To answer the question of why Enitharmon’s eighteen hundred year-old slumber is described as a “female dream,” we must first establish exactly what her dream is. There are three important facts about her dream:

1)      It begins with the birth of Christ and lasts for eighteen hundred years until the French Revolution.

2)      It is a dream of female domination of men: it begins with Enitharmon calling on her sons so “That Woman, lovely Woman! May have dominion” (8/5:3).

3)      It entails the introduction of ideas about the immortality of female sexuality: Enitharmon tells Rintrah and Palamabron to “tell the human race that Woman’s love is Sin” (8/5:5).

As it lasts from the birth of Christ to the French Revolution, Enitharmon’s dream is pre-French Revolution Christianity. However, the depiction that follows is entirely about the consequences of a woman’s choice rather than male subjugation of women. The description of this period as a “female dream” suggests that women desire dominion over men, but chose to achieve it through underhand methods. Therefore, they merely experienced the illusion of being in charge. This is emphasised by the facts that Enitharmon has to call upon her sons to enact her wish of female dominion and that she sleeps during the apparent reign of women. Paradoxically, Enitharmon is passive when she changes the nature of all humanity.

The dream is a female one because it is about female desire. As Enitharmon is “the Eternal female” from the Marriage of Heaven and Hell, the Great Mother and occasionally plays the part of Eve, she problematically stands for womankind (Damon 125). She is aware that her actions will affect all women because she says that “from her childhood shall the little female/Spread nets in every secret path” (8/5:7-8). So she represents a female desire to subjugate men while also embodying Eve’s sabotage her own sex and the human race. She is depicted as the one responsible for propagating negative ideas about female sexuality. Blake is suggesting that female desire is powerful and dangerous. However, we also suspect that Enitharmon is confused about what she wants for women.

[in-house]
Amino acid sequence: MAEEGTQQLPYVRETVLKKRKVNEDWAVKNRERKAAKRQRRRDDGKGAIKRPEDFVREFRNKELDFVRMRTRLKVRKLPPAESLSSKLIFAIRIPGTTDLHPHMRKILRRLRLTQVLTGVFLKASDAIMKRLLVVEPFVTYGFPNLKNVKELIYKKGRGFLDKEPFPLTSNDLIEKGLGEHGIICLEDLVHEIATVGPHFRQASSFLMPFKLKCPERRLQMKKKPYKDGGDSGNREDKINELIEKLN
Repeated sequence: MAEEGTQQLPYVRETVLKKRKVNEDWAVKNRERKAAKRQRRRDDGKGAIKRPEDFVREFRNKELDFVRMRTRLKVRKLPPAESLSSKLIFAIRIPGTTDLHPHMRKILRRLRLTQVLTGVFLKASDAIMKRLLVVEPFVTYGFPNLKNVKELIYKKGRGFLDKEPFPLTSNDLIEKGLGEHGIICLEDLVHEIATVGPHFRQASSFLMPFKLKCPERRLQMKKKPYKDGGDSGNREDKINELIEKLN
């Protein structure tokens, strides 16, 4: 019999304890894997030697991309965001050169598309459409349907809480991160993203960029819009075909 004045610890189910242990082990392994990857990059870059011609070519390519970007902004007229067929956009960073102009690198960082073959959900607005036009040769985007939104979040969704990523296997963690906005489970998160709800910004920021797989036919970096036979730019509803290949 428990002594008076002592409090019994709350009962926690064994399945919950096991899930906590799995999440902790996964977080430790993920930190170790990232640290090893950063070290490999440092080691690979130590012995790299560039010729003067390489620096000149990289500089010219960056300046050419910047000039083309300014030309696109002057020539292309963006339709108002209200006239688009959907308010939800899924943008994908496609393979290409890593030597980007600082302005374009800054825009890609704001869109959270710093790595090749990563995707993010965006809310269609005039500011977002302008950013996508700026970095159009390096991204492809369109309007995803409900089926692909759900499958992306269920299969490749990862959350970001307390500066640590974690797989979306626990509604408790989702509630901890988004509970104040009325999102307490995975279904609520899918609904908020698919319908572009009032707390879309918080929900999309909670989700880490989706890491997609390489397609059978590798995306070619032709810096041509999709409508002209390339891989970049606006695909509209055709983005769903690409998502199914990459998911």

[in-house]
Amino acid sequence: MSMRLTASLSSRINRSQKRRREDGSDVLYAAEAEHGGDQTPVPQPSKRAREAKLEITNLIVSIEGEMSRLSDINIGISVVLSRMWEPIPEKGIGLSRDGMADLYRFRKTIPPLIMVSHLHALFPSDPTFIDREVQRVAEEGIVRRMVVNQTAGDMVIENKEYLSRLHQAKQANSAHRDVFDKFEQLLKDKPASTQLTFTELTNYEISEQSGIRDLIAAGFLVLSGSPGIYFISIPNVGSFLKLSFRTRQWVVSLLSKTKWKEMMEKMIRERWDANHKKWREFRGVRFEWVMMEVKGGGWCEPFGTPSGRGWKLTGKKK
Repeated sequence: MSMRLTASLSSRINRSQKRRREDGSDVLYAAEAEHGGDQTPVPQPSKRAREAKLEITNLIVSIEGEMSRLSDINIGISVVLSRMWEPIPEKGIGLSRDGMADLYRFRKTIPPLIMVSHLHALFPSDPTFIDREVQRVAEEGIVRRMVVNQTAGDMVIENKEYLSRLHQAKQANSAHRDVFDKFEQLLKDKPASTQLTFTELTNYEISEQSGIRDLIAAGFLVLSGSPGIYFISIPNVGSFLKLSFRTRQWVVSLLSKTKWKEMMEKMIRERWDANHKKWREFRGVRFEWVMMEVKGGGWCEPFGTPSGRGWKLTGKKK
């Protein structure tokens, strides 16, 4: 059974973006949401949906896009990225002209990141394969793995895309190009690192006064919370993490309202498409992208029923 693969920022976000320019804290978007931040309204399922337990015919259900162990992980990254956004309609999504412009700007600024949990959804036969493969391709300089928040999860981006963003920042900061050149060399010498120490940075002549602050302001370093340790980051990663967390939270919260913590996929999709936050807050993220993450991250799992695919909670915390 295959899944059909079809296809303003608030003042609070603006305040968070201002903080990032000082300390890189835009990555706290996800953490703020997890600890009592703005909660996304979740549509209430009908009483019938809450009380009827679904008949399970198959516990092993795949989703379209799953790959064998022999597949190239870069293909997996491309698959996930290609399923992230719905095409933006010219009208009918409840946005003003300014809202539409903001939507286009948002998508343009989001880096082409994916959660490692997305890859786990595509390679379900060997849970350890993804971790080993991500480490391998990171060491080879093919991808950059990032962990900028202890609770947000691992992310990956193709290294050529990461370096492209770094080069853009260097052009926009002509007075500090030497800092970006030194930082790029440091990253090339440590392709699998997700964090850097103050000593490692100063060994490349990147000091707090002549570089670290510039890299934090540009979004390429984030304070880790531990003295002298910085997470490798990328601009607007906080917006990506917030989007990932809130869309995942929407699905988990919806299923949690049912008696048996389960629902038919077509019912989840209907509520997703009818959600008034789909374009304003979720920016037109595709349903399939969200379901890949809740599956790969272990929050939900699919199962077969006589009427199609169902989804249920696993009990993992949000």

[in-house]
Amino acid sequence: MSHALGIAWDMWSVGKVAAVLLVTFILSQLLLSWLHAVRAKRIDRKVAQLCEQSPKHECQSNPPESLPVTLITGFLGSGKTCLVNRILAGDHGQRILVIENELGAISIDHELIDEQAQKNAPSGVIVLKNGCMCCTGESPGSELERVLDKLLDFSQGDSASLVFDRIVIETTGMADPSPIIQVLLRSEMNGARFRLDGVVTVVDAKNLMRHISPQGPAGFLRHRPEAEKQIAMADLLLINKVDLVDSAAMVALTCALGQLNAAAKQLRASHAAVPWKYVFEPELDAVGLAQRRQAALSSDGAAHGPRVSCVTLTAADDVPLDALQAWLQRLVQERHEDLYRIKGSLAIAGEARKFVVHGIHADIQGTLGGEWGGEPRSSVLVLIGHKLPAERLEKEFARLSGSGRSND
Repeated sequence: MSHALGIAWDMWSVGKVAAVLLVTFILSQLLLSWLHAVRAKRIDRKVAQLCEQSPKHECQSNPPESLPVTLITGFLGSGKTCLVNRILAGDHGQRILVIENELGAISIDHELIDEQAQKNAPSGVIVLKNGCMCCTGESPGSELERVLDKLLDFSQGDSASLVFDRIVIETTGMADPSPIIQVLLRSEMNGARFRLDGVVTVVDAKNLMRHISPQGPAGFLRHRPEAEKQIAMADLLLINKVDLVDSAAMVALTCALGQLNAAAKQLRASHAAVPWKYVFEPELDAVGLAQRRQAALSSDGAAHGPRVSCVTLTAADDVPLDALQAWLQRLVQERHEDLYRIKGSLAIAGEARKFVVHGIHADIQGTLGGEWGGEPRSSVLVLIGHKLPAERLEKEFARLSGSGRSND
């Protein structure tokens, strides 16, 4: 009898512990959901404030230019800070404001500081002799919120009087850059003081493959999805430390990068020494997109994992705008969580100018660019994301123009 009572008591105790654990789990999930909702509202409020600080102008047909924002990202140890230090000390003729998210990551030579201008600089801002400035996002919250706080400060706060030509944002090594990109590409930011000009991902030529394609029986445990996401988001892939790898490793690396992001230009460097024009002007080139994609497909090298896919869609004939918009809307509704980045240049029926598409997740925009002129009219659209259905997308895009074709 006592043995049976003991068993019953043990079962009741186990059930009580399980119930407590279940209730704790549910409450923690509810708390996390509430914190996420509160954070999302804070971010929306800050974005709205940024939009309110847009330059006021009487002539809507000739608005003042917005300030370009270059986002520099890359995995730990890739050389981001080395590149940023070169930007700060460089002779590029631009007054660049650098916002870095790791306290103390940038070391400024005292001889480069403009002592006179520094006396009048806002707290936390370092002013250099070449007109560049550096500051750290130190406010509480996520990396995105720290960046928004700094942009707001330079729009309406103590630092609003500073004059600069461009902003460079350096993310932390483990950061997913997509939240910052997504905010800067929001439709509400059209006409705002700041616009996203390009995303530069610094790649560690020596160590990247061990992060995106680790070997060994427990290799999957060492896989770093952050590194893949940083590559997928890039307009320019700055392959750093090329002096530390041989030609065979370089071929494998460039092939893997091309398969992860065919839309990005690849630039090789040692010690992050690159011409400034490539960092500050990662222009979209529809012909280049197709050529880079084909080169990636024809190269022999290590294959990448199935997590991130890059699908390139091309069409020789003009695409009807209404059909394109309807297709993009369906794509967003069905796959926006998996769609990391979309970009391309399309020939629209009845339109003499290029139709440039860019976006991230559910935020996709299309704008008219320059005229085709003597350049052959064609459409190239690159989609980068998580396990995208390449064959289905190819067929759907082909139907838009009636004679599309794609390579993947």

In informing the human race that women’s love is a Sin, Enitharmon denies women the ability to use overt erotic capital and limits their lives to performing underhand romantic conquests. This evokes Mary Wollstonecraft’s critique of these female manners as destructive to women’s emotional and intellectual development. Blake alludes to this both in his description of the female as “little” and her spreading nets in secret paths. However, in making Enitharmon responsible for why women must do this, Blake suggests that such artifice is inherent to female nature. Enitharmon is underhand in establishing female dominion because she tricks humanity and gets two men to do it on her behalf. In presenting this depiction of female desire undermined by female self-sabotage, Blake presents a female dream as the illusion of female power. What troubles me is that this illusion is presented as resulting from the desires of women rather than the desires of men.

Works cited

Damon, S. Foster. A Blake Dictionary: The Ideas and Symbols of William Blake. Hanover and England: University Press of New England, 1988. Print.

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